Home   »   Practice Tip: Three Keys to a Successful Land Partition Action in Pennsylvania

Land partition actions in Pennsylvania can seem scary to the uninitiated. The procedures appear arcane at first glance — a seeming relic from earlier times in the Commonwealth. Crazy words such as “purpart” and “owelty” are strewn about the Rules and case law which add another layer of mystique and needless complexity to partition actions. However, boiled down to its bare essentials, a partition action is simple — it’s merely a dispute between competing joint owners of property who are fighting over getting the biggest piece of the pie for themselves. And within that fight are certain basic questions that need to be resolved: (1) Who are the owners of the property? (2) Can the property be physically divided so that each owner gets their fair share? (3) If so, how should it be divided, and should anyone get certain additional payments? (4) If it can’t be physically divided fairly, should the property be sold in its entirety and, how should the proceeds be distributed? It is, at its core, the same simple fight that goes on in most civil litigation — how do we maximize our client’s recovery and get them what they rightly deserve?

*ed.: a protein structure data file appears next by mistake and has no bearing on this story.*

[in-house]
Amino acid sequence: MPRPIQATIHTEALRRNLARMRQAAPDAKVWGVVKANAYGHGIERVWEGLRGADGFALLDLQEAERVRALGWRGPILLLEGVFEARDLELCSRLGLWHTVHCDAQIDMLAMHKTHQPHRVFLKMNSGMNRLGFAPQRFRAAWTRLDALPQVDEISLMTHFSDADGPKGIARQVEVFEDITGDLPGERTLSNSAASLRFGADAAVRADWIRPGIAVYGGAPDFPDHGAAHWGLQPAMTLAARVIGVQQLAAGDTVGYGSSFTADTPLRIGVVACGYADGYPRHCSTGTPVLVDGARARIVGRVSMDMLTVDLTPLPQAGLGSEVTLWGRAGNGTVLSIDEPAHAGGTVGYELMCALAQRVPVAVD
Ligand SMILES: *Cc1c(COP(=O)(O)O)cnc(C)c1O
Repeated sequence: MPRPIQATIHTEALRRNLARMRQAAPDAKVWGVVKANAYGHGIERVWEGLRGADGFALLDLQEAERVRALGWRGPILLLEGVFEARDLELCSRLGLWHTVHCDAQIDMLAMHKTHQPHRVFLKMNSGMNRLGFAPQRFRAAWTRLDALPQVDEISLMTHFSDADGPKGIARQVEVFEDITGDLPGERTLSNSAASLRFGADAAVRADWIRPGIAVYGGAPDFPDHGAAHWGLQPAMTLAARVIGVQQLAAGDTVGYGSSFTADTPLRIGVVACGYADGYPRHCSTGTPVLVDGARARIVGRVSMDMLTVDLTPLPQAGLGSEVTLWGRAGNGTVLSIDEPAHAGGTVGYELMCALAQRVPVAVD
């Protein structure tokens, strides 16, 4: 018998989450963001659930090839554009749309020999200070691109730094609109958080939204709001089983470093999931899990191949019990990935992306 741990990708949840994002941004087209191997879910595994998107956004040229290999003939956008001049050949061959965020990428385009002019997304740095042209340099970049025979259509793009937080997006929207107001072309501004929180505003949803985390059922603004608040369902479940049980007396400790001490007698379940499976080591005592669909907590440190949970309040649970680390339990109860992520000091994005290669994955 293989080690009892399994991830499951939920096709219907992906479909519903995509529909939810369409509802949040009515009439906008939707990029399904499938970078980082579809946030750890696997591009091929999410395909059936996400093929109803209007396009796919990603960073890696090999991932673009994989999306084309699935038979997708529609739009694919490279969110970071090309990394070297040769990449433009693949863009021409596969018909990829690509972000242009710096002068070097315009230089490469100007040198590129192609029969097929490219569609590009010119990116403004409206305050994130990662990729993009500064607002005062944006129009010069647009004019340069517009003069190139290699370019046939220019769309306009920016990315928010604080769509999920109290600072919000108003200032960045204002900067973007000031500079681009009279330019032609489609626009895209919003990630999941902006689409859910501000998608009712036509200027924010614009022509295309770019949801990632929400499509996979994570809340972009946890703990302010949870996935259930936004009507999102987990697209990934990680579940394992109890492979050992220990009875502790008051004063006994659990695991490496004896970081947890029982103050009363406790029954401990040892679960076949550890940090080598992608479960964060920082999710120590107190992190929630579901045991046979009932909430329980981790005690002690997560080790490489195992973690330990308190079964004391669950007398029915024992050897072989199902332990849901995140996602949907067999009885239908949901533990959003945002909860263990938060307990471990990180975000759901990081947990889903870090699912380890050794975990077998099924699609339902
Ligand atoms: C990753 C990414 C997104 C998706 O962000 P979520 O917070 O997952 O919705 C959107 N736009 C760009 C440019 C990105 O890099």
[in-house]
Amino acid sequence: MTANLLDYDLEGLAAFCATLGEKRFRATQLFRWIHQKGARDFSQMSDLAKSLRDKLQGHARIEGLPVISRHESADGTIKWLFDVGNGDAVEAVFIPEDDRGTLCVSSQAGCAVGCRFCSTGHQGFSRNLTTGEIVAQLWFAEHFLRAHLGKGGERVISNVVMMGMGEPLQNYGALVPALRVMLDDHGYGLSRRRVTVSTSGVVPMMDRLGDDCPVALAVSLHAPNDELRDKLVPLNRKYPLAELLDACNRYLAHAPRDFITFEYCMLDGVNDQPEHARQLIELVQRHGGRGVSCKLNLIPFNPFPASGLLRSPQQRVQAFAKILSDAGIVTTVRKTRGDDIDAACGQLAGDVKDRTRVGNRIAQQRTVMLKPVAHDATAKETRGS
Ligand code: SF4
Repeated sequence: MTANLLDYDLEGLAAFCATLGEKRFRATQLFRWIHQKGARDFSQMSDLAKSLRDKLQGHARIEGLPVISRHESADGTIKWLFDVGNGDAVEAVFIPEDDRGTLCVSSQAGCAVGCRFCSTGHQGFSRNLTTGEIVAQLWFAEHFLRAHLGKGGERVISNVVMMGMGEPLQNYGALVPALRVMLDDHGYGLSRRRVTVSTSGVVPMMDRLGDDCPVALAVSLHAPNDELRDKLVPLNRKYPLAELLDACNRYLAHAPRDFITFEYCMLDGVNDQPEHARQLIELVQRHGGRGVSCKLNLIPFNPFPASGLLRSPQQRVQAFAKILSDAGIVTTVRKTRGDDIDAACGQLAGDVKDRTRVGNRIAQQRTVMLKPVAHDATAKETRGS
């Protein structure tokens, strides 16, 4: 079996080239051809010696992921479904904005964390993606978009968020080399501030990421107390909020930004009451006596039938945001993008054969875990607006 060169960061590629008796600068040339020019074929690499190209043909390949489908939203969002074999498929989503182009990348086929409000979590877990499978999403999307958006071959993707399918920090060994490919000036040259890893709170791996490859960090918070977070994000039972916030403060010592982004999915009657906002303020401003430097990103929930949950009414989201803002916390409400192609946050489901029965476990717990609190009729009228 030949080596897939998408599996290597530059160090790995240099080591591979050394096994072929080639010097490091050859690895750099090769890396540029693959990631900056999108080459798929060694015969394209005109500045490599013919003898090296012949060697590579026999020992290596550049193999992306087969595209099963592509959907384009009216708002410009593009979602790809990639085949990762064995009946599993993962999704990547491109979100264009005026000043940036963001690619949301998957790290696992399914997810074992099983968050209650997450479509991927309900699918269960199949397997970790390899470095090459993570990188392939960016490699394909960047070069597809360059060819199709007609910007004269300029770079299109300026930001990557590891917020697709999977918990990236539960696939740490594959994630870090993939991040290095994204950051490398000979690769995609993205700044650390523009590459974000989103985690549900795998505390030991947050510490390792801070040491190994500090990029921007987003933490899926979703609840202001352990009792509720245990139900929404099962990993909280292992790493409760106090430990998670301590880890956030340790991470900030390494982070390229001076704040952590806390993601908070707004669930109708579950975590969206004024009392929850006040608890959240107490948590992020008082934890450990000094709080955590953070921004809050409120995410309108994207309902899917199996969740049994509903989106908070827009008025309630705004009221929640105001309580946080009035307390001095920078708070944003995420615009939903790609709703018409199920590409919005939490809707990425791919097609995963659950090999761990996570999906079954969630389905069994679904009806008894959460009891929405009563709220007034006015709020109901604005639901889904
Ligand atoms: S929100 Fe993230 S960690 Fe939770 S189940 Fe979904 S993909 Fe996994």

That being said, partition actions do have their own unique set of rules and procedures which, if not followed, can lead to pitfalls and bad results. Practitioners who undertake a partition action on behalf of their client should take note of these three keys to obtaining a successful result for their client:

1.         READ THE RULES:

Everything you need to know to successfully litigate a land partition action is contained in the Pennsylvania Rules of Civil Procedure. Rules 1551 through 1574 provide a step-by-step guide for litigating a partition action. Although far from a model of clarity, and at times seemingly contradictory, the partition rules provide a detailed set of procedures for resolving ownership disputes between co-tenants of real property. Don’t be alarmed by the arcane terminology used in the Rules. The partition rules provide a comprehensive flow chart to litigate the case from start to finish. For example, the partition rules tell you exactly what must be pled in the Complaint (Rule 1554), who must be a party (Rule 1553), and the criteria that will be considered when determining how the property should be divided between the co-tenants, what credits (“owelty”) might be required to be paid between the co-tenants, or if the property should be sold in its entirety and the proceeds divvied up. (Rules 1561-1563, 1570).

Although there is not a large body of case law interpreting the partition rules, and much of what does exist is decades (even centuries) old, the Superior Court will occasionally issue an opinion addressing some of the vagaries of the Rules. See, e.g., Kapcsos v. Benshoff, 194 A.3d 139 (Pa. Super. Ct. 2018) (providing an overview of the “two-step process” of partition actions); Funk v. Empfield, 281 A.3d 315 (Pa. Super Ct. 2022) (addressing the need for a partition action to end in post-trial motion practice before an appeal can be filed). But by and large, the Rules provide a complete roadmap for litigating a partition action. Familiarizing yourself with the Rules, and following the processes laid out in the Rules to the letter, is of utmost importance.